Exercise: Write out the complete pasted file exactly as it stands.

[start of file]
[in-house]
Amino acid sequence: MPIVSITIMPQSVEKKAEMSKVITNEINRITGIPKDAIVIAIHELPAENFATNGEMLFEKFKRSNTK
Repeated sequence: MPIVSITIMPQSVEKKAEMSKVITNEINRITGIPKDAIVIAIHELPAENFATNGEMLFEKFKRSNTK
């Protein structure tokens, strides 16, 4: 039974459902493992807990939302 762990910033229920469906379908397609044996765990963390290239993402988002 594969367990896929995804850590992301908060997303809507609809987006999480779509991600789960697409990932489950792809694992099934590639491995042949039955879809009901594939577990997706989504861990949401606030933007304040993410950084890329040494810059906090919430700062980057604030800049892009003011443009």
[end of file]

[in-house]
Amino acid sequence: MPIVSITIMPQSVEKKAEMSKVITNEINRITGIPKDAIVIAIHELPAENFATNGEMLFEKFKRSNTK
Repeated sequence: MPIVSITIMPQSVEKKAEMSKVITNEINRITGIPKDAIVIAIHELPAENFATNGEMLFEKFKRSNTK
């Protein structure tokens, strides 16, 4: 039974459902493992807990939302 762990910033229920469906379908397609044996765990963390290239993402988002 594969367990896929995804850590992301908060997303809507609809987006999480779509991600789960697409990932489950792809694992099934590639491995042949039955879809009901594939577990997706989504861990949401606030933007304040993410950084890329040494810059906090919430700062980057604030800049892009003011443009």